By Ann Chrissos
The Wunderlich family was an asset to the Chesterfield community from 1965-2007. Terry Conway Wunderlich was a descendant of Chesterfield’s pioneer Joseph Conway through his son Samuel Conway. She was a St. Louis native, who grew up in the Brentwood area. She attended Brentwood High School and Washington University. Occasionally, her father would take her to the Bonhomme Presbyterian Church on Conway Road and to visit the Conway Cemetery. At the cemetery, Terry’s aunt conducted a Daughters of the American Revolution (DAR) ceremony honoring Joseph Conway. In spite of Terry’s Presbyterian ties, her mother raised her to be a devout Catholic.
Terry’s husband, William P. Wunderlich (1936-2007), was also born and raised in the St. Louis area. He attended Chaminade College Preparatory High School and St. Louis University. They married in 1962 and had two children, George and Kate. In August, 1965 the Wunderlichs moved to White Plains Subdivision in Chesterfield, Missouri where they lived until Terry moved to Maryland sometime after Bill’s death in 2007. They quickly became very active in the community. Both Terry and Bill taught Sunday school at the Ascension Church for over 25 years. In 1991, Bill was ordained a deacon in the Catholic Church and served the parish for the rest of his life. He was also active in the Knights of Columbus. Bill played a significant role in the Boy Scouts and became the unit commissioner as his son moved up in the Scouting ranks. Terry worked with the Girl Scouts as scoutmistress and district chairwoman while her daughter was a scout member. Terry was also a member of the DAR. Bill and Terry shared a love of history and they found a variety of outlets for studying, preserving and sharing it. They also passed their enthusiasm for history to their children.
After their move to Chesterfield, Bill served as the president of the Creve Coeur/Chesterfield Historical Society. When Chesterfield incorporated in 1988 and created the Chesterfield Historical Commission, he and Terry became members. Bill was elected vice chairman of the Commission at the time that Jane Durrell served as Chairperson. Later Bill and Terry became co-chairs of the Commission and created a book committee to research and write a history of the Chesterfield area. In 2002 they were named Chesterfield’s Citizens of the Year. As historical enactors, Bill and his son George participated in Civil War battles and mountain man events. The Wunderlichs gave school talks about Chesterfield’s history while dressed in 19th century outfits. Terry also conducted tours of Governor Bates’ home in Faust Park. Terry gave tours of Governor Bates’ home One summer Kate worked at Faust Park sorting Indian artifacts. These adolescent interests inspired George to obtain a masters degree in history and Kate to become an archaeologist. George later served as the Executive Director of the National Museum of Civil War Medicine in Frederick, Maryland.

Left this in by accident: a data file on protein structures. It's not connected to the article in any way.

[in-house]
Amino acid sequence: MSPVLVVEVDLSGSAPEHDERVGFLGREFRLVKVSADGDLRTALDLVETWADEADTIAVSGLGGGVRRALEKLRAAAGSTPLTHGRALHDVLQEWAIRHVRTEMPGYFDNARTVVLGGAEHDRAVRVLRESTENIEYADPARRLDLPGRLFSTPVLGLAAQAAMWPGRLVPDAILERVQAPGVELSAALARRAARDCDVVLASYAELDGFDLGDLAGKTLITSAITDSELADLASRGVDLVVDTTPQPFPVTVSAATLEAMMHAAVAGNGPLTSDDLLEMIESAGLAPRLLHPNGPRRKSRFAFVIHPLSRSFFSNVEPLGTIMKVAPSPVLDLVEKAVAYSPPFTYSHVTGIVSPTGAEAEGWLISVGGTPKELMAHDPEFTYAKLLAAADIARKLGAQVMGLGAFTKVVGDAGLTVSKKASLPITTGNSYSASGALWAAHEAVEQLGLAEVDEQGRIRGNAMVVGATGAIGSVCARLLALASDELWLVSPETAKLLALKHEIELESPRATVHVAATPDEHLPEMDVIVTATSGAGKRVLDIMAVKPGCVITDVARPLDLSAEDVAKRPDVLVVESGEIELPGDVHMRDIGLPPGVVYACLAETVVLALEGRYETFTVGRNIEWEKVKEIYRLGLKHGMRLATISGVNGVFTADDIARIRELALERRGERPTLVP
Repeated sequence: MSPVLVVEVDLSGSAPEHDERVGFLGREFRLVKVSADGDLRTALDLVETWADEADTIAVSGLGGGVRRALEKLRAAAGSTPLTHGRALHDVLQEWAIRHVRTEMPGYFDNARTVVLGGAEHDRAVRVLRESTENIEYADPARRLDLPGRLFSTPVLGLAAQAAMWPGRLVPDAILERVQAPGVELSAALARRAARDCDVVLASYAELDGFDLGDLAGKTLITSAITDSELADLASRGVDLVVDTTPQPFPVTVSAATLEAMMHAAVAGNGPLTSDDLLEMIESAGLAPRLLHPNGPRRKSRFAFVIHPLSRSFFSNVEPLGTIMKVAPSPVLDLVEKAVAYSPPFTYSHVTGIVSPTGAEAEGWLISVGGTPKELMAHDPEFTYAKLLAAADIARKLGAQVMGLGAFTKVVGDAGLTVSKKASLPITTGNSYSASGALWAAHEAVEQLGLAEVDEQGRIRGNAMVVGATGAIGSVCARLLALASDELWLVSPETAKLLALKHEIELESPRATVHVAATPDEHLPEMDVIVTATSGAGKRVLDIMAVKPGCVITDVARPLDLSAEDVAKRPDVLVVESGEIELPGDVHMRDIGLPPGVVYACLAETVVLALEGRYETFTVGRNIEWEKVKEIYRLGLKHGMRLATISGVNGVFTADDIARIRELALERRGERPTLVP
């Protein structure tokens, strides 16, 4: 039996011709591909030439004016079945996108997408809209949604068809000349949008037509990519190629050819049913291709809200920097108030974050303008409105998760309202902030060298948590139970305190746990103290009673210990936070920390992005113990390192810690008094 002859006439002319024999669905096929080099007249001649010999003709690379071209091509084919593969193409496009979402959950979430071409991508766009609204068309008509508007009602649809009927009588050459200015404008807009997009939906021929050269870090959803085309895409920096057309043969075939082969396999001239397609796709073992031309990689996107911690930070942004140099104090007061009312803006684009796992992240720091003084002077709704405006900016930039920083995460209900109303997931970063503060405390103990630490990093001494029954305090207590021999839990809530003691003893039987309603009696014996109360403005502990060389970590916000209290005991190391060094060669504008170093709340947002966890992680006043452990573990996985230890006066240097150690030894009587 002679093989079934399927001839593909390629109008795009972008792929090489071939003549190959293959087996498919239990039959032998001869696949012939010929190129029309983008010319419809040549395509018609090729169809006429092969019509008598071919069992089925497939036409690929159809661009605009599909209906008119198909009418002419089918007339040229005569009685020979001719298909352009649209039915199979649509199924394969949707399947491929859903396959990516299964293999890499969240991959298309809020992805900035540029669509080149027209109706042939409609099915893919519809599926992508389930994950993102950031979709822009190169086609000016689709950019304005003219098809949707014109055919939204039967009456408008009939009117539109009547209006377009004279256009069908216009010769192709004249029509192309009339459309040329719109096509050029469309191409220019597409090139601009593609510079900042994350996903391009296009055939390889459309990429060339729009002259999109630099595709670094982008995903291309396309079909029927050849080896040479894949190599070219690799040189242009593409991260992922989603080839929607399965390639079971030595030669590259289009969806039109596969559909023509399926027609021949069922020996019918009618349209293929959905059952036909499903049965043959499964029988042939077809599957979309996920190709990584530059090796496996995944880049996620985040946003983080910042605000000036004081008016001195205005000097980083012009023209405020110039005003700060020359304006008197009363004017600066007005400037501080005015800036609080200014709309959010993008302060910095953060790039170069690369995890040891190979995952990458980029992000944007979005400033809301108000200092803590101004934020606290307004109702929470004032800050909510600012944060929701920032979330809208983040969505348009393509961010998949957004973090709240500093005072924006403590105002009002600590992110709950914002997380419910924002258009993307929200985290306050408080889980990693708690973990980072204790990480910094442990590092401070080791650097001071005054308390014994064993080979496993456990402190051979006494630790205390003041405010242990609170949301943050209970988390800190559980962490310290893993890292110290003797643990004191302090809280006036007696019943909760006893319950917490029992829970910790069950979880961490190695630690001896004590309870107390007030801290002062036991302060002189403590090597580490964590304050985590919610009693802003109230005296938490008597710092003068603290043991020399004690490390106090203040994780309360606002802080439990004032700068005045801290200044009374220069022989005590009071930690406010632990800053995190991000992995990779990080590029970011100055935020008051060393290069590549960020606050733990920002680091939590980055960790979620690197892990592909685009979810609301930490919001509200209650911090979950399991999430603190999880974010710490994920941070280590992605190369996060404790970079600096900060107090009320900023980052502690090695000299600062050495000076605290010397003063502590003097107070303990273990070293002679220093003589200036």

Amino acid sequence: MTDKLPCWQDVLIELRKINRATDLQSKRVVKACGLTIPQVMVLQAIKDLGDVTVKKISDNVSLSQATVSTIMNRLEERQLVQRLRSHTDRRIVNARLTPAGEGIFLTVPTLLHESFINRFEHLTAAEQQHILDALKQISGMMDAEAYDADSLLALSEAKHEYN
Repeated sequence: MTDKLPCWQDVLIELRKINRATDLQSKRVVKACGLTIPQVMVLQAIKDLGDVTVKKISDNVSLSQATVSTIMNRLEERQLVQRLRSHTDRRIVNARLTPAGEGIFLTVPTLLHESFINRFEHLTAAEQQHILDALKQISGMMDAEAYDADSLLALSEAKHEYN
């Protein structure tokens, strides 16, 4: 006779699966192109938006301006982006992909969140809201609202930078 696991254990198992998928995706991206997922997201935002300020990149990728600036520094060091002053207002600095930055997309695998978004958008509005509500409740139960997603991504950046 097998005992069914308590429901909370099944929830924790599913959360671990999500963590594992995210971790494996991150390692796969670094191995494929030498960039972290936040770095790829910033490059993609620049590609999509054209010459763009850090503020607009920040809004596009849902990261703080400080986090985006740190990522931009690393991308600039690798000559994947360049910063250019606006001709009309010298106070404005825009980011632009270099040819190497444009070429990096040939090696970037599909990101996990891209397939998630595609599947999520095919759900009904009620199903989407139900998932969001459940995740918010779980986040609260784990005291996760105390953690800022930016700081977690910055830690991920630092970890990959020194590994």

The Wunderlich’s love of country and community was best exemplified by their Fourth of July parades. Every year for over 30 years, Bill would put out a British flag on July 3. At 9:15 a. m. on July 4 friends and neighbors would gather at the corner of White Plains Drive and Fox Hunt, where children, dogs, bikes, tikes, red wagons, and strollers decked out in patriotic trappings would parade through the subdivision to the Wunderlich home. Bill would conduct an arms ceremony and replace the British flag with the Stars and Stripes. A moment of silence and prayer was followed by the Pledge of Allegiance, then ribbons and prizes were awarded for the most patriotic or colorful decorations. The serving of donuts, coffee and Kool-aid concluded the affair.
Bill and Terry Wunderlich witnessed tremendous changes in Chesterfield between 1965 and 2007. However, according to Terry, the “friendliness, neighborliness and casualness remained.”
Jane Durrell’s recollections given to Ann Chrissos on 22 May 2019.
Terry Wunderlich was interviewed by Arland Stemme on 30 August 2007.
West Newsmagazine, Citizens of the Year, 12 March 2003.